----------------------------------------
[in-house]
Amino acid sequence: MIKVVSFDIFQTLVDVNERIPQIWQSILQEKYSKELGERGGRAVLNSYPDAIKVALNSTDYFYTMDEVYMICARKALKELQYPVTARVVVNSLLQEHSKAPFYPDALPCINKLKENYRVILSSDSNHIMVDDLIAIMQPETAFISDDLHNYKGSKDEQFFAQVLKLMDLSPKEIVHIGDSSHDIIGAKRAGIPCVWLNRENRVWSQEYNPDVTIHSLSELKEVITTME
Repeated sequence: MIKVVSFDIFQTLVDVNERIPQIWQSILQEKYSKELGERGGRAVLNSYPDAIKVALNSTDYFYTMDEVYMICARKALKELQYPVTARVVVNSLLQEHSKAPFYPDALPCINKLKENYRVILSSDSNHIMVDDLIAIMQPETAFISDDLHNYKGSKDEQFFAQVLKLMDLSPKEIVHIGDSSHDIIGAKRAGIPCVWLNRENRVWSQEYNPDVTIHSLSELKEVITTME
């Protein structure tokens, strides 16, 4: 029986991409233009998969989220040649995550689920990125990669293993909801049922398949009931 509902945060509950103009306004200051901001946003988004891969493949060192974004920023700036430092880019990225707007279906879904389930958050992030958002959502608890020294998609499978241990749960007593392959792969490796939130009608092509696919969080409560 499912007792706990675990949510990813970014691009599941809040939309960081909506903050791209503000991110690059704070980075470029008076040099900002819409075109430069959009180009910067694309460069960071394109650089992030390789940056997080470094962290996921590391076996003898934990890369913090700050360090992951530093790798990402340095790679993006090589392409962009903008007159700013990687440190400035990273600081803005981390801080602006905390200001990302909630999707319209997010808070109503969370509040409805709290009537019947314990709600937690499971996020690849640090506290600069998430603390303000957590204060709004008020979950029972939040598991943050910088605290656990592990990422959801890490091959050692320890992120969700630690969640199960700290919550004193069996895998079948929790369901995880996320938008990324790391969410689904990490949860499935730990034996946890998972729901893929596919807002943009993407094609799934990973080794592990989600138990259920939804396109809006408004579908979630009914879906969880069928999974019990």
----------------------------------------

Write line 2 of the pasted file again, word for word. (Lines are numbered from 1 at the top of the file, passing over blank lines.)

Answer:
Amino acid sequence: MIKVVSFDIFQTLVDVNERIPQIWQSILQEKYSKELGERGGRAVLNSYPDAIKVALNSTDYFYTMDEVYMICARKALKELQYPVTARVVVNSLLQEHSKAPFYPDALPCINKLKENYRVILSSDSNHIMVDDLIAIMQPETAFISDDLHNYKGSKDEQFFAQVLKLMDLSPKEIVHIGDSSHDIIGAKRAGIPCVWLNRENRVWSQEYNPDVTIHSLSELKEVITTME